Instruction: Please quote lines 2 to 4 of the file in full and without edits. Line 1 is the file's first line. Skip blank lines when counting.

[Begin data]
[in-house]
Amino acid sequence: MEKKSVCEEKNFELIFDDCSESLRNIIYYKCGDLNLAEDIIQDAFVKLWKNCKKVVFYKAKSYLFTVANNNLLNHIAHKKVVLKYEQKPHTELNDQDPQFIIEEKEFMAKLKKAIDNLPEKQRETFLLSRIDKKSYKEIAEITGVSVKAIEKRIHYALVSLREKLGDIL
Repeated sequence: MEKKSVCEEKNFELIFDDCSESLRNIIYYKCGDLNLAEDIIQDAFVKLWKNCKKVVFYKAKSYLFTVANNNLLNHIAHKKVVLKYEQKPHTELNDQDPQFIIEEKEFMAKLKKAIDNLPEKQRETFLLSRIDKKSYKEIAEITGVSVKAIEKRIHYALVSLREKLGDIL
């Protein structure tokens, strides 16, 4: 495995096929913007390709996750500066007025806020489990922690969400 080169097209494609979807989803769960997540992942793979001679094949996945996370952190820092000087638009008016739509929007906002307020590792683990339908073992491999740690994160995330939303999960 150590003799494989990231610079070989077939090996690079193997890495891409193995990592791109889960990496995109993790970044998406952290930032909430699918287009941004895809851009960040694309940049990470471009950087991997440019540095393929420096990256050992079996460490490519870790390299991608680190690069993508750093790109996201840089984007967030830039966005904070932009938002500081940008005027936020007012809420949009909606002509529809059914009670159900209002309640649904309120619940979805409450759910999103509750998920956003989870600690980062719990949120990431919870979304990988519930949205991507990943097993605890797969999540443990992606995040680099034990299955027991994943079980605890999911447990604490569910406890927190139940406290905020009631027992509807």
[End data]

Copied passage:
Amino acid sequence: MEKKSVCEEKNFELIFDDCSESLRNIIYYKCGDLNLAEDIIQDAFVKLWKNCKKVVFYKAKSYLFTVANNNLLNHIAHKKVVLKYEQKPHTELNDQDPQFIIEEKEFMAKLKKAIDNLPEKQRETFLLSRIDKKSYKEIAEITGVSVKAIEKRIHYALVSLREKLGDIL
Repeated sequence: MEKKSVCEEKNFELIFDDCSESLRNIIYYKCGDLNLAEDIIQDAFVKLWKNCKKVVFYKAKSYLFTVANNNLLNHIAHKKVVLKYEQKPHTELNDQDPQFIIEEKEFMAKLKKAIDNLPEKQRETFLLSRIDKKSYKEIAEITGVSVKAIEKRIHYALVSLREKLGDIL
């Protein structure tokens, strides 16, 4: 495995096929913007390709996750500066007025806020489990922690969400 080169097209494609979807989803769960997540992942793979001679094949996945996370952190820092000087638009008016739509929007906002307020590792683990339908073992491999740690994160995330939303999960 150590003799494989990231610079070989077939090996690079193997890495891409193995990592791109889960990496995109993790970044998406952290930032909430699918287009941004895809851009960040694309940049990470471009950087991997440019540095393929420096990256050992079996460490490519870790390299991608680190690069993508750093790109996201840089984007967030830039966005904070932009938002500081940008005027936020007012809420949009909606002509529809059914009670159900209002309640649904309120619940979805409450759910999103509750998920956003989870600690980062719990949120990431919870979304990988519930949205991507990943097993605890797969999540443990992606995040680099034990299955027991994943079980605890999911447990604490569910406890927190139940406290905020009631027992509807």